The Author, Avika Jaini is a 2nd Year, BA.LLB (H) student of OP Jindal Global Law School, Sonepat, Haryana. She is currently interning with LatestLaws.com.
The National Food Security Act, 2013 (also known as the Right to Food Act) was signed into law on 12 September 2013. The Parliament of India introduced this act with the aim to improve food security for the citizens of India.
It has converted various existing food security programmes introduced by the Indian Government like the Integrated Child Development Services, Midday Meal Scheme and the Public Distribution System(PDS) into legal entitlements.
This Act has been very controversial in nature due to its delayed and problematic implementation throughout the states.
Q.1. What is the objective of the act?
A.1. The Parliament adopted the human life cycle approach as they sought to provide food and nutritional security. They aimed at ensuring that citizens live their lives with dignity by creating access to good quality food grains at economical prices.
Q.2. Is the act applicable all over India?
A.2. Yes, the act extends to the whole of India according to section 1(2). The implementation started in 4 states i.e. Haryana, Himachal Pradesh, Rajasthan and Delhi. Under The Public Distribution System, the initial allocation of grains was also started in these states.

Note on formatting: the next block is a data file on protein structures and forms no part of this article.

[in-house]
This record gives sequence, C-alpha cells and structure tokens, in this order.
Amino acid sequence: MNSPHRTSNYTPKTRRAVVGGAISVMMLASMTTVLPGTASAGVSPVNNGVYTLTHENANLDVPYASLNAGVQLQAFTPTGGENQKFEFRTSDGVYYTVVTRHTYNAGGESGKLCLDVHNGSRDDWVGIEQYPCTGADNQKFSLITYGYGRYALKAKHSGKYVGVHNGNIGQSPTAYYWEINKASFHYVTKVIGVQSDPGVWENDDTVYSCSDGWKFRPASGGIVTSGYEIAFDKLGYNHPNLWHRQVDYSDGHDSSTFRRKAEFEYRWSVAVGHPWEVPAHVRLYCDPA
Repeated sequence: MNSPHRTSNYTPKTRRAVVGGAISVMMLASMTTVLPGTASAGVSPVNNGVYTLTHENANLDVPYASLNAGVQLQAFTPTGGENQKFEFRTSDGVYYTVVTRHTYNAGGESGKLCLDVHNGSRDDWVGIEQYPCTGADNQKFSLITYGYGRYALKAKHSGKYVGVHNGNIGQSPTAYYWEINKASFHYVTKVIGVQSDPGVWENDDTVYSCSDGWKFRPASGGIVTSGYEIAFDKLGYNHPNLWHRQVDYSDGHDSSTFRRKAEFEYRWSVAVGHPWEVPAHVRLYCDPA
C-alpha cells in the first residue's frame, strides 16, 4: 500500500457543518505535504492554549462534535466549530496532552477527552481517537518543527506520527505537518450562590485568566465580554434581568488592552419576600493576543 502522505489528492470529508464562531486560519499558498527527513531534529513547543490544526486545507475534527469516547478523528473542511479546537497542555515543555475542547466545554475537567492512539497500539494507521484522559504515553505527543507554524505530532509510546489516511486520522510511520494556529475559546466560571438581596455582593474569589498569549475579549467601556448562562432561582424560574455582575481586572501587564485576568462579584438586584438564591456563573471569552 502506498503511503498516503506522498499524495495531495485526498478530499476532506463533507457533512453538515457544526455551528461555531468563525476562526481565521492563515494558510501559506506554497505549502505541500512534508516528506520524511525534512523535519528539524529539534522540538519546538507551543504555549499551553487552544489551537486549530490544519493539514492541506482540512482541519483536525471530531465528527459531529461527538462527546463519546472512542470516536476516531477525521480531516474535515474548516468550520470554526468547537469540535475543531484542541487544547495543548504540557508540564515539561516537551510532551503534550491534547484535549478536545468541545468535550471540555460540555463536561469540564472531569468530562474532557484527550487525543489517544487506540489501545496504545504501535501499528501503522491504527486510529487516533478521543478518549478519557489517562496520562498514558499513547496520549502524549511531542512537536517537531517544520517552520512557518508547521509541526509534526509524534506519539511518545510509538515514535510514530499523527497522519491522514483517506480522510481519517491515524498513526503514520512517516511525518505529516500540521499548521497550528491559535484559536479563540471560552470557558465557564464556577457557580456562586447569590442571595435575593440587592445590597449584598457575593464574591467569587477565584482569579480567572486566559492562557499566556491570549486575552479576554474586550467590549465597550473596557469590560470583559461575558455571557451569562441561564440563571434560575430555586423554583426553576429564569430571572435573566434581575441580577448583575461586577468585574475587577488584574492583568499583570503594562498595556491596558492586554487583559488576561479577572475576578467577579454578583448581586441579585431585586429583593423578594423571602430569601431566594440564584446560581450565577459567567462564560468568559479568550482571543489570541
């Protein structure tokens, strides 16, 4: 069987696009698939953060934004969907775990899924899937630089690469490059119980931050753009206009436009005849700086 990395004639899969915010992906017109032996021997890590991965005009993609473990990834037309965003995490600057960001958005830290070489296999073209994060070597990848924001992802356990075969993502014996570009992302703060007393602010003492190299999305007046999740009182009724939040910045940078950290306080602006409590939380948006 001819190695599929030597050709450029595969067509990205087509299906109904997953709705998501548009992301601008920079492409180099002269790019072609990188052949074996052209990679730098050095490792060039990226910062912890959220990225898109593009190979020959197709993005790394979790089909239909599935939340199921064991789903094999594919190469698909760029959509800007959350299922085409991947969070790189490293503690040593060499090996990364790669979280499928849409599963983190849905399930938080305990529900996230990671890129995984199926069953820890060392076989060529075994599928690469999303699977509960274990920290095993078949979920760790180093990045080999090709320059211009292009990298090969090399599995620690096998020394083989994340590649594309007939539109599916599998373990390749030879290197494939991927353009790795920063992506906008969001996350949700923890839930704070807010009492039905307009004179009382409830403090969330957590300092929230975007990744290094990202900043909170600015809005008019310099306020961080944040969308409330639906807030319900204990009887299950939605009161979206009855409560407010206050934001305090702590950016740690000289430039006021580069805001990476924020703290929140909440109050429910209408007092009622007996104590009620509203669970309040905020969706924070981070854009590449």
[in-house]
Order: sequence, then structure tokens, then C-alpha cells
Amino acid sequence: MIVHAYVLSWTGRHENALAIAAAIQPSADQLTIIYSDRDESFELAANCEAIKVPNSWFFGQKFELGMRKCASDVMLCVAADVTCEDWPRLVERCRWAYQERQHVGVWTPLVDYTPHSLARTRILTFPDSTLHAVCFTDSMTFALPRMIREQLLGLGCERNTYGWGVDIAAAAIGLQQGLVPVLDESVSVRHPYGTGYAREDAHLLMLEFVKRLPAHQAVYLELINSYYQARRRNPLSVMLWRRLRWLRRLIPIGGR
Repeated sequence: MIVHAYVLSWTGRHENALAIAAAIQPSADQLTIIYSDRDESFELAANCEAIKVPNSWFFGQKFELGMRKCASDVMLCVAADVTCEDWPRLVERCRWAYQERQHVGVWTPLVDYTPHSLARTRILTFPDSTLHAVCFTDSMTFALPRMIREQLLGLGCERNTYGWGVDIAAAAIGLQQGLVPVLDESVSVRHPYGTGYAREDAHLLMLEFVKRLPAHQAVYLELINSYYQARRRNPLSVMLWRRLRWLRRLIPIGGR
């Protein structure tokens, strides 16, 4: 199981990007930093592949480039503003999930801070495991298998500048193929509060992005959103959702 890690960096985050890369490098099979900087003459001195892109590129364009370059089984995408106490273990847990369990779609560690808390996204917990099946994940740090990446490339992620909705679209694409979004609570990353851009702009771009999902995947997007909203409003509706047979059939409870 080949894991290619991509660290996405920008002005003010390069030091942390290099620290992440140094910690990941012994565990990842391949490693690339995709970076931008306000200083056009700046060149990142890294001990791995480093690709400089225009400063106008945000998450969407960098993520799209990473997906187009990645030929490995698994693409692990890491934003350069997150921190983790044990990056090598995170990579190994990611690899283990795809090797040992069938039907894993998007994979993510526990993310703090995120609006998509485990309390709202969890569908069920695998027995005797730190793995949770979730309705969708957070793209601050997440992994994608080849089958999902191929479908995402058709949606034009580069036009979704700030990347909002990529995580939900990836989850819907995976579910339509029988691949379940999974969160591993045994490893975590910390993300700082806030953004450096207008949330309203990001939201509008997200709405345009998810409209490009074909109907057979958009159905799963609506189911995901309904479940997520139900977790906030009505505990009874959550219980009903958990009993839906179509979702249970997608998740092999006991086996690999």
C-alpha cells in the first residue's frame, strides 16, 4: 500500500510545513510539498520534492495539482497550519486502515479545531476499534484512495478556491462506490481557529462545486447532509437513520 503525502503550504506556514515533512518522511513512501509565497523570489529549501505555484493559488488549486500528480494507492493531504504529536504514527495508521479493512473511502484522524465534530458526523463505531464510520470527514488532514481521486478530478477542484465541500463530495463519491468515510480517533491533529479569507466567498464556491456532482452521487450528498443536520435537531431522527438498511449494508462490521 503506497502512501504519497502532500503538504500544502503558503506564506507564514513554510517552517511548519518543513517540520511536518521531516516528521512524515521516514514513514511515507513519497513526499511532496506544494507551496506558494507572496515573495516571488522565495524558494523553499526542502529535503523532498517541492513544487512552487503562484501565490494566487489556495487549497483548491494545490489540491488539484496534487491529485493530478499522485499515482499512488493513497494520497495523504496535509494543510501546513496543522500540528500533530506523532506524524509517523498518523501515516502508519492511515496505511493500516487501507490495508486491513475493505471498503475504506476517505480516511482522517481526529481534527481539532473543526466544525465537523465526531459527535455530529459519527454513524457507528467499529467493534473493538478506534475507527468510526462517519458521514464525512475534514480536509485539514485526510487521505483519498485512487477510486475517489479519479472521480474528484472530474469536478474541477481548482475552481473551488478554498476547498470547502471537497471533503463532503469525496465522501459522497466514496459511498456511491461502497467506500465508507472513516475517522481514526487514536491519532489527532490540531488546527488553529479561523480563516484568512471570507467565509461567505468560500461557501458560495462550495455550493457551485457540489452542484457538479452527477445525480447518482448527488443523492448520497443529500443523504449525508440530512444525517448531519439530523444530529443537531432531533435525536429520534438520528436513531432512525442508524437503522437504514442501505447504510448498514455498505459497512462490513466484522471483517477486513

Q.3. What section of India’s population does the act target to cover?
A.3. Under The Public Distribution System, about two-thirds of the country’s population is covered. Subsidized food grains are to be received by up to 75% of the rural population and 50% of the urban population due to their entitlement under this act.
Q.4 What are the benefits received under this act?
A.4. This benefits accrued include being entitled to a maximum of 5kg per month of; rice at Rs.3 per kg, wheat at Rs. 2 per kg and coarse grains at Rs. 1 per kg. These are fixed prices subject to amendment only after 3 years according to the Schedule I of the act. However, 35kgs of food grains per month per household will be continued to be given to the identified poorest of the poor households which are included under the existing Antyodaya Anna Yojana (AAY) households.
Q.5 Are there any special provisions for children under this act?
A.5. Yes, there are special provisions that have been made for children under this act. They include the use of local anganwadis for guaranteeing a free-of-charge age-appropriate meal for children up to 6 months of age. Additionally, children between the years of 6 to 14 will also be ensured one free meal in their schools.